The Supreme Court of Virginia agreed with the defense that employment as a teacher in a school where the victim attends school is not sufficient to prove a custodial relationship, but also concluded that the current case had additional circumstances sufficient to substantiate the relationship.  Part of Craig Linnon’s responsibilities in the school were to supervise students in the cafeteria during lunch and on the sidewalk outside the school before and after school.  The victim did not attend Craig Linnon’s class, but she was present on the sidewalk before and after school in the bus loading zone where Craig Linnon was monitoring.

When evaluating whether a relationship is custodial or not, the Virginia courts have provided many guidelines.  The primary question to be answered in determining if a custodial or supervisory relationship exists is whether the individual had a responsibility to watch over, control, and care for the child.[3]  Additionally, the courts have previously rejected requiring a hard-line rule that the parents of the juvenile must specifically and purposefully put the accused in a custodial relationship and allow for assumed responsibility.[4]  However, school administrators, whose responsibility is to oversee, protect, and educate all students within a school, have a supervisory role over students, even though they are not in the classroom monitoring the students.  They can transfer that supervisory role to other employees by assigning teachers additional duties.[5]  For example, Craig Linnon was assigned to supervise not only those students in his class, but also students using the sidewalk outside the building before, during, and after school.  Since the victim in the case fell into the group of students who was not in his class, but who he supervised on the sidewalk the court determined his relationship with the victim, at least while at school, was custodial.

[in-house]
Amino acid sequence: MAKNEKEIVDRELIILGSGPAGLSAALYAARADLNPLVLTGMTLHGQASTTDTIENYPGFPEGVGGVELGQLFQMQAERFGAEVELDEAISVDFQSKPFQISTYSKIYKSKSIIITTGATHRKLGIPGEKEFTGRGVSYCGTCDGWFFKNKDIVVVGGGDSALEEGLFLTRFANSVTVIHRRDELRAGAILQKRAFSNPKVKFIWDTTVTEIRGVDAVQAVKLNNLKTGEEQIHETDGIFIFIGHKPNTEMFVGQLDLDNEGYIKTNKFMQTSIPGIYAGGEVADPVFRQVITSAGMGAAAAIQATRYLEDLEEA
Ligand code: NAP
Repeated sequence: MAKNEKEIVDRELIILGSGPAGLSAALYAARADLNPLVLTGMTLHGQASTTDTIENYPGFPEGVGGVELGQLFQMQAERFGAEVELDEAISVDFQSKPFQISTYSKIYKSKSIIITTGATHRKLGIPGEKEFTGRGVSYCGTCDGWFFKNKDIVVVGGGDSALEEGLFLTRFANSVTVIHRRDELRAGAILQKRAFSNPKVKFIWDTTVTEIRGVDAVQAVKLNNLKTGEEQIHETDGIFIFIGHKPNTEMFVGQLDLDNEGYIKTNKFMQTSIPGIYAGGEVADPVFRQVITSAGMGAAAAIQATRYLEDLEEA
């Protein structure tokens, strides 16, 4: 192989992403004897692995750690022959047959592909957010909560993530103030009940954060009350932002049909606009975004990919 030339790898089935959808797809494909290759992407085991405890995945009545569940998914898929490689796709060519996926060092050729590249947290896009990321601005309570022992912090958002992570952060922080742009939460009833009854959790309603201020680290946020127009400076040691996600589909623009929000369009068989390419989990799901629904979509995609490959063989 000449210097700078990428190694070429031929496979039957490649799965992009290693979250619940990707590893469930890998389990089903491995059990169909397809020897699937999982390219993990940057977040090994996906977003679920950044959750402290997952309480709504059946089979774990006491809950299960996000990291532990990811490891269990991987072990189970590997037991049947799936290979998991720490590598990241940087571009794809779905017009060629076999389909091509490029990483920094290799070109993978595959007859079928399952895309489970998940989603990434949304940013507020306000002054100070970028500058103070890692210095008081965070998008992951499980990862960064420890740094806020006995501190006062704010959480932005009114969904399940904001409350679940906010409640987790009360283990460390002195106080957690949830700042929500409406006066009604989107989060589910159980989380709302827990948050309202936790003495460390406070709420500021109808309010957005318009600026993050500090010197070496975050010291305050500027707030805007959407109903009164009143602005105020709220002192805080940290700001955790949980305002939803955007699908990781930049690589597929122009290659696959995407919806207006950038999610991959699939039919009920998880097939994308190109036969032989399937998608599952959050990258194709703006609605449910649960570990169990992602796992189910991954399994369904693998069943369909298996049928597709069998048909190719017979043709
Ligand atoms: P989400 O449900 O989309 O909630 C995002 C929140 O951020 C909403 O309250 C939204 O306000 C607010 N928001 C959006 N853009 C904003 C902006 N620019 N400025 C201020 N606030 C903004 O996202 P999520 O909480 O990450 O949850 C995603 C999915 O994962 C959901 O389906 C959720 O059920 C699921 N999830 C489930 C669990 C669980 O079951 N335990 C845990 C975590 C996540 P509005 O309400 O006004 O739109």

Another point raised by the defense was the nature of the relationship between the victim and the offender at the time and location of the offense.  Since the offense occurred during a break from school and at the suspect’s residence rather than on school grounds, the argument was that the relationship was not supervisory in nature.  In deciding the issue, the Supreme Court of Virginia specifically addressed what is required for a custodian to maintain a supervisory role over a victim.  The court previously decided a case where a softball coach inappropriately touched a player at the player’s home.  The offense occurred in a two week time period between official team activities (a fundraiser and a tournament) and the court concluded the coach maintained a supervisory relationship with the player at the time of the offense.[6]  Having decided the relationship between Craig Linnon and the victim was custodial within the school, the court determined that the relationship was maintained when the victim returned to school and Linnon made additional references to the illegal acts committed at his residence.

While this case and other cases cited provide guidance for determining when a custodial or supervisory relationship exists, the Supreme Court of Virginia stressed that “[w]hether such a relationship exists at the time of the offending conduct is a matter of fact to be determined on a case by case basis”[7].

 

[1] Linnon v. Commonwealth, 752 S.E.2d 822 (Va. 2014; see http://www.courts.state.va.us/opinions/opnscvwp/1130179.pdf)

[2] ibid.

[3] Krampen v. Commonwealth, 29 Va. App. 163, 168, 510 S.E.2d 276, 278, (1999)

[4] Guda v. Commonwealth, 42 Va. App. 453, 459-60, 592 S.E.2d 748, 750-51 (2004)

[5] Burns v. Gagnon, 283 Va. 657, 671, 727 S.E.2d 634, 643 (2012)

[6] Sadler v. Commonwealth, 276 Va. 762, 765, 667 S.E.2d, 783, 785 (2008)

[7] Sadler v. Commonwealth, 276 Va. At 765, 667 S.E.2d at 785

 


Disclaimer:  The content of the Virginia Police Legal Bulletin does not constitute legal advice, nor does it reflect the opinions or views of the Virginia Police Legal Advisors Committee.